Contrasting with the traditional conference environment, TBG’s Think Tank gatherings offer ‘learning collaboration’ through in-depth & insightful exchanges among industry peers, academics, thought leaders and practitioners. These intensive sessions build upon experience, expertise, and research in a closed-door environment where executives can really get into the detail of their challenges and aspirations. From this gathering of minds, TBG publishes key findings, generates new research and creates a close community of leaders who explore the biggest opportunities to develop Procurement’s role.

Conceived by Giles Breault and Sammy Rashed, principals and co-founders of The Beyond Group AG, the Think Tanks have quickly evolved into a new model where “content is king” and outcomes are published and presented to the wider procurement community. Some of the feedback gathered from previous participants include:

“The Productivity Think Tank concept is a great opportunity bringing together a focused group of international peers around a relevant topic. Half-way between a symposium and structured meetings with peers, the Think Tank combines the benefits of both worlds with deep analysis, strong networking, useful outcomes, and applicable takeaways”

“It’s a mix of academic expertise, real world experience and cross-industry best practices which allows us to collectively create solutions that fundamentally change the way we look at procurement and value its contribution”.

This year’s European series is limited to a maximum of 15 member companies. It will be followed a new series for the North American region this fall and expanding to the Asia market in 2016.

For more info please contact us at [email protected] or visit our website at www.beyondgrp.com.

DHL talk key packaging trends of 2015

Ahead of the UK’s biggest packaging event later this month Paul Young – Head of Packaging Services at DHL Supply Chain, shared his thoughts on future packaging trends with Procurious. 

DHL packaging innovations

Taking place at Birmingham’s NEC on 25-26 February 2015, Packaging Innovations 2015 will bring together the very best in the packaging and print industry from right across the globe.

Now in its tenth year, the expo will be home to  over 350 exhibitors specialising in all aspects of packaging from materials and design, to machinery, new technologies and equipment.

Here’s what Paul had to say:

 What innovations are enabling new capabilities for packaging?

From the use of new substrates to digital technology, a number of innovations are enabling new capabilities for packaging. Edible and dissolvable packaging are becoming more prominent as companies focus on their environmental agendas, whilst QR codes have created packaging capable of communicating with the consumer in a more interactive way.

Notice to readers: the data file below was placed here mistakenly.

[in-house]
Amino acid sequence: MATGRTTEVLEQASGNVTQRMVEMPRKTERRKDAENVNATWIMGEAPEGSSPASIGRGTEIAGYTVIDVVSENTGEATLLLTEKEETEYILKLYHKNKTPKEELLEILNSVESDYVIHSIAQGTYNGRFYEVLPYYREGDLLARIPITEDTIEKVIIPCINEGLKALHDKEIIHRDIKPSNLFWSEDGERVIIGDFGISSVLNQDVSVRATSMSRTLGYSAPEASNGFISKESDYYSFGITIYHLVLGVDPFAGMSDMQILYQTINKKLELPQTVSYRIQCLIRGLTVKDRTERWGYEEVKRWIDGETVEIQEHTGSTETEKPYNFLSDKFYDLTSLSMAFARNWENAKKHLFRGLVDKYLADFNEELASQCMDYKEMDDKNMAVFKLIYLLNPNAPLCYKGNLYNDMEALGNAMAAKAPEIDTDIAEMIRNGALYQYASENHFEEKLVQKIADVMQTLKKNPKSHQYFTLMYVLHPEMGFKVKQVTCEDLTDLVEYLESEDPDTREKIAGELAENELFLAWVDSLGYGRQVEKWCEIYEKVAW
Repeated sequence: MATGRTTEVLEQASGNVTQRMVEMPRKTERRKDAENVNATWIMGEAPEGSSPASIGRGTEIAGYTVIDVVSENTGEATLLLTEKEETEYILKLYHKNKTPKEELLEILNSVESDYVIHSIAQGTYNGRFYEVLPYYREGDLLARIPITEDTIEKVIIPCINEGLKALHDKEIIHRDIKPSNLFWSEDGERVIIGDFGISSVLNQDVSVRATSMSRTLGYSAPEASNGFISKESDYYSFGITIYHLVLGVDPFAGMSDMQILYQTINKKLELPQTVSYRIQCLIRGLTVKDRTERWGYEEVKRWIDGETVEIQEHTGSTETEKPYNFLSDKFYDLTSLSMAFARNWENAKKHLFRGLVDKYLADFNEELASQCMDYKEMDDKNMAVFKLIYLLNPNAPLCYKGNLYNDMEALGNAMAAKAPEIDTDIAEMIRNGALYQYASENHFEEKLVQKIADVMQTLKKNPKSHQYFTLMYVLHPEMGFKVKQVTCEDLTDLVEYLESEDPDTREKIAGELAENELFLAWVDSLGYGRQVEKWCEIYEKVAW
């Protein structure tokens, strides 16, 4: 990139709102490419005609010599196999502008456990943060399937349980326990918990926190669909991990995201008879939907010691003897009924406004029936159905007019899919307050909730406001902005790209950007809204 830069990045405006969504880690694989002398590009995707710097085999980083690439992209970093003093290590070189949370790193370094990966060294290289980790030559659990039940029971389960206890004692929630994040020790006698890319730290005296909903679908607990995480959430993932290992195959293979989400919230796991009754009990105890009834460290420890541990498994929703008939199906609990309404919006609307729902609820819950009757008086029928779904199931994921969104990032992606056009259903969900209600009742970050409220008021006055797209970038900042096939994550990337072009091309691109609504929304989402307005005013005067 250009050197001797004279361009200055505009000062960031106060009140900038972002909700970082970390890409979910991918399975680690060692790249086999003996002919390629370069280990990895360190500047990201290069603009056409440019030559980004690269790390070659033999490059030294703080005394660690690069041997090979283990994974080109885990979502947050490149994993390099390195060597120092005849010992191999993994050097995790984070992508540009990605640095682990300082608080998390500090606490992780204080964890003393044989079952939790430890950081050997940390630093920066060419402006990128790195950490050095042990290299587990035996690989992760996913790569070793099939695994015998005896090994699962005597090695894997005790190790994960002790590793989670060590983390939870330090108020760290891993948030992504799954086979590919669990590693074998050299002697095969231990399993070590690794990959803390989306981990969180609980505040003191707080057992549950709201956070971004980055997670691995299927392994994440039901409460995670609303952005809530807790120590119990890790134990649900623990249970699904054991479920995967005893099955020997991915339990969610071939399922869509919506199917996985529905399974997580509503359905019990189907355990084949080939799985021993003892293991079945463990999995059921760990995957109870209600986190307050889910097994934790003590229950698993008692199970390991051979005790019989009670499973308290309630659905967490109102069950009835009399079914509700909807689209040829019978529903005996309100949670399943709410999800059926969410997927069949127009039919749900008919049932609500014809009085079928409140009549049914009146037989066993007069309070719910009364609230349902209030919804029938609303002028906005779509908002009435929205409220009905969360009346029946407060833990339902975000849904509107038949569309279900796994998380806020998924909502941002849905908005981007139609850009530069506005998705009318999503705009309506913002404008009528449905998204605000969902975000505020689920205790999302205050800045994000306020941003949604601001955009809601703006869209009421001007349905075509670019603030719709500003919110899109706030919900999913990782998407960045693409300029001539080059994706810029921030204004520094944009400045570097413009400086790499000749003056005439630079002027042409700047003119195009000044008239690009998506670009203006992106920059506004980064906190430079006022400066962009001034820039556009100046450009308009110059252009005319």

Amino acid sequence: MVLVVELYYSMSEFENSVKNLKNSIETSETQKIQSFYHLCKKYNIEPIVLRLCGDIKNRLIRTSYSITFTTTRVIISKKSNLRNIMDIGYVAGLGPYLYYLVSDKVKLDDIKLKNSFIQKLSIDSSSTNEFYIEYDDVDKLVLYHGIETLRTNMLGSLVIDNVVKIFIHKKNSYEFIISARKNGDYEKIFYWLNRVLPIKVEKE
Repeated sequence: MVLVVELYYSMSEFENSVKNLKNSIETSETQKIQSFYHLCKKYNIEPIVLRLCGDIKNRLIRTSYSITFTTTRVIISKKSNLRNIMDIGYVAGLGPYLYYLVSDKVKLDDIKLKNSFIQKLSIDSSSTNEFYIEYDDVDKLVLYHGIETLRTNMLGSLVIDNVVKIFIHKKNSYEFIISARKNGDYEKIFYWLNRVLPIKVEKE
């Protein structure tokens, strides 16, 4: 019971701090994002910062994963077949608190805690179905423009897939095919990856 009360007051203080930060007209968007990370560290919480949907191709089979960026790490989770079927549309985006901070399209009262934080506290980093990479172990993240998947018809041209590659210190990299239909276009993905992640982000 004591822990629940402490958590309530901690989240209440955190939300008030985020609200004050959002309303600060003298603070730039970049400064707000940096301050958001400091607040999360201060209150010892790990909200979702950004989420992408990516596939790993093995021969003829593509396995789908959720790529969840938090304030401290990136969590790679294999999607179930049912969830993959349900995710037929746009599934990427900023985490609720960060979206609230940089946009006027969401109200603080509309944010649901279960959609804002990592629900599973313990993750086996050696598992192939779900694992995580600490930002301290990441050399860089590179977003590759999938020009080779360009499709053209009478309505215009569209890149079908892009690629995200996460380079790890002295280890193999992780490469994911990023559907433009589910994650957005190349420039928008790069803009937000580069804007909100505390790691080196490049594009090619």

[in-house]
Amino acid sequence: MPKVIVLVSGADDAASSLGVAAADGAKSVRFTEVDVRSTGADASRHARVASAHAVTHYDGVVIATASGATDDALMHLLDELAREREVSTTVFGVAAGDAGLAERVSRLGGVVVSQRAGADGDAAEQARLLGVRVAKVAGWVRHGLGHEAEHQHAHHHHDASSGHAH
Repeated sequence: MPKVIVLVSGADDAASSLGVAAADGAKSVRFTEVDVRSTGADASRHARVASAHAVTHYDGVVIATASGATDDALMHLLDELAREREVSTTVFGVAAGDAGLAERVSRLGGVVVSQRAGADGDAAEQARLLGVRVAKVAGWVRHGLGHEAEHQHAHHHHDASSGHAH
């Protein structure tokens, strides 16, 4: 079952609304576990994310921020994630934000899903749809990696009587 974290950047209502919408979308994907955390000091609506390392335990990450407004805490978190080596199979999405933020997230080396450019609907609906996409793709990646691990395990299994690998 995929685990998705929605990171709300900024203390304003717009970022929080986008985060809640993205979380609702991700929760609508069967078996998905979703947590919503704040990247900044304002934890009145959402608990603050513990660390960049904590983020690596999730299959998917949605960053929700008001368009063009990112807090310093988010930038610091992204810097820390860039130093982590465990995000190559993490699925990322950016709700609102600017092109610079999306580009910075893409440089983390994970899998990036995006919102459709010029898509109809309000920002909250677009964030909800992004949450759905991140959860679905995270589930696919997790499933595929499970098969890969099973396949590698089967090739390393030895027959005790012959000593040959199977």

It’s important that packaging solutions should fit the product and company values. Creating edible cups, for example, will emphasise a brand’s environmental credentials and reduce waste, whilst packaging that incorporates a digital element can engage consumers with the wider brand on multiple platforms.

What are the key packaging trends of 2015?

A study commissioned by Tetra Pack found that 89 per cent of consumers prefer to buy products in recyclable packages. This is therefore a key trend for 2015. As consumers are increasingly aware of environmental concerns, they wish to make efforts to cut down on their personal environmental impact.

Digital print is another trend to watch. Currently, labelling has been the area most impacted by digital print, however as the quality of products has significantly improved we expect to see more packaging created in this way over the year.

Is sustainable packaging high on the agenda for many customers? 

Sustainable packaging has a number of benefits for customers. It allows customers to demonstrate their environmental credentials and improve brand perception as well as reducing unnecessary, non-recyclable wastage.

Computer manufacturer Dell, have been using bamboo to ship 70 per cent of their laptops and packaging multiple products in the same box where appropriate. This strategy aims to save Dell US$18 million between 2008 and 2018 as well as generating substantial environmental benefit.

Are there any new ways in which packaging waste is being reduced in the manufacturing process?

Minimising the packaging size for any given product reduces packaging waste during the manufacturing process. Recently, Chainalytics, a supply chain consultation and analytics organisation, reduced the size of packaging for a prepared food product by one eighth of an inch and in doing so eliminated 146 tonnes of paper and cardboard annually.

Creating custom sized boxes for less-than-full-case orders is another way in which packaging waste can be reduced with smaller boxes able to compactly hold products, thus eliminating excess wastage.

Which new technologies are increasing packaging efficiency?

Technology, such as ‘on-demand’ packaging equipment, creates custom sized packaging and significantly improves packaging efficiency.

Office giant Staples has been using this cutting edge technology to create 6,000 to 8,000 custom sized boxes each day so that 30 per cent of the orders the company ships are now custom sized. As well as enhancing the consumer’s experience of the package, this has enabled Staples to accommodate more orders in each delivery, transporting products with increased efficiency.